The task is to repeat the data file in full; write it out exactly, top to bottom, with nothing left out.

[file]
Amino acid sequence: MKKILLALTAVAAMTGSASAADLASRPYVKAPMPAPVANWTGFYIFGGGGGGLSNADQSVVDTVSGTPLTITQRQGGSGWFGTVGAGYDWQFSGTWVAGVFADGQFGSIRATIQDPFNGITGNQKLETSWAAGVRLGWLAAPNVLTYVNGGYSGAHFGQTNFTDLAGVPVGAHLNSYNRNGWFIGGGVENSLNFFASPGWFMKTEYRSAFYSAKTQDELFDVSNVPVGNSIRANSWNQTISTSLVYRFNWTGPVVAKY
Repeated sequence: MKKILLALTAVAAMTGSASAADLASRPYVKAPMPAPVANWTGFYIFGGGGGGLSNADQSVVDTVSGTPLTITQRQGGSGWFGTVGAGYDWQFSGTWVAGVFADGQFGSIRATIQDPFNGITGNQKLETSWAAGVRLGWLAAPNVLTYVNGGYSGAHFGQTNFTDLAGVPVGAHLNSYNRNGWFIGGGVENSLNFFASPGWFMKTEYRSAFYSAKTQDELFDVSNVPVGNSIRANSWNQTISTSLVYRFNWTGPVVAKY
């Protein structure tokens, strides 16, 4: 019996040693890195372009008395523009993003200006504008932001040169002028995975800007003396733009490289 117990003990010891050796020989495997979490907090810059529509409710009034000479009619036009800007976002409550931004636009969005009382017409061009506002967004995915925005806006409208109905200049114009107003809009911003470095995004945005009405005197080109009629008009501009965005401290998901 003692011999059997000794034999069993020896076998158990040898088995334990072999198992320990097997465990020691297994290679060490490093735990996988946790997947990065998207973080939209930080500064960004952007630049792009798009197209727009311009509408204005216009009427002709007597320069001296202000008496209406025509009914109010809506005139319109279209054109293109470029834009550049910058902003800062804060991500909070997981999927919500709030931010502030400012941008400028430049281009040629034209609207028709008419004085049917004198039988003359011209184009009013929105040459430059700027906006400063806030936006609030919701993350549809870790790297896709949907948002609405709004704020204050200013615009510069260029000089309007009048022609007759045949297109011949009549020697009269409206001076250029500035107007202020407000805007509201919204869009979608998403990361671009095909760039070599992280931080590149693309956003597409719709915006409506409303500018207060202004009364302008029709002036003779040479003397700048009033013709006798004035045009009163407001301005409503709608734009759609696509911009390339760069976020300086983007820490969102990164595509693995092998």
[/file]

Amino acid sequence: MKKILLALTAVAAMTGSASAADLASRPYVKAPMPAPVANWTGFYIFGGGGGGLSNADQSVVDTVSGTPLTITQRQGGSGWFGTVGAGYDWQFSGTWVAGVFADGQFGSIRATIQDPFNGITGNQKLETSWAAGVRLGWLAAPNVLTYVNGGYSGAHFGQTNFTDLAGVPVGAHLNSYNRNGWFIGGGVENSLNFFASPGWFMKTEYRSAFYSAKTQDELFDVSNVPVGNSIRANSWNQTISTSLVYRFNWTGPVVAKY
Repeated sequence: MKKILLALTAVAAMTGSASAADLASRPYVKAPMPAPVANWTGFYIFGGGGGGLSNADQSVVDTVSGTPLTITQRQGGSGWFGTVGAGYDWQFSGTWVAGVFADGQFGSIRATIQDPFNGITGNQKLETSWAAGVRLGWLAAPNVLTYVNGGYSGAHFGQTNFTDLAGVPVGAHLNSYNRNGWFIGGGVENSLNFFASPGWFMKTEYRSAFYSAKTQDELFDVSNVPVGNSIRANSWNQTISTSLVYRFNWTGPVVAKY
């Protein structure tokens, strides 16, 4: 019996040693890195372009008395523009993003200006504008932001040169002028995975800007003396733009490289 117990003990010891050796020989495997979490907090810059529509409710009034000479009619036009800007976002409550931004636009969005009382017409061009506002967004995915925005806006409208109905200049114009107003809009911003470095995004945005009405005197080109009629008009501009965005401290998901 003692011999059997000794034999069993020896076998158990040898088995334990072999198992320990097997465990020691297994290679060490490093735990996988946790997947990065998207973080939209930080500064960004952007630049792009798009197209727009311009509408204005216009009427002709007597320069001296202000008496209406025509009914109010809506005139319109279209054109293109470029834009550049910058902003800062804060991500909070997981999927919500709030931010502030400012941008400028430049281009040629034209609207028709008419004085049917004198039988003359011209184009009013929105040459430059700027906006400063806030936006609030919701993350549809870790790297896709949907948002609405709004704020204050200013615009510069260029000089309007009048022609007759045949297109011949009549020697009269409206001076250029500035107007202020407000805007509201919204869009979608998403990361671009095909760039070599992280931080590149693309956003597409719709915006409506409303500018207060202004009364302008029709002036003779040479003397700048009033013709006798004035045009009163407001301005409503709608734009759609696509911009390339760069976020300086983007820490969102990164595509693995092998």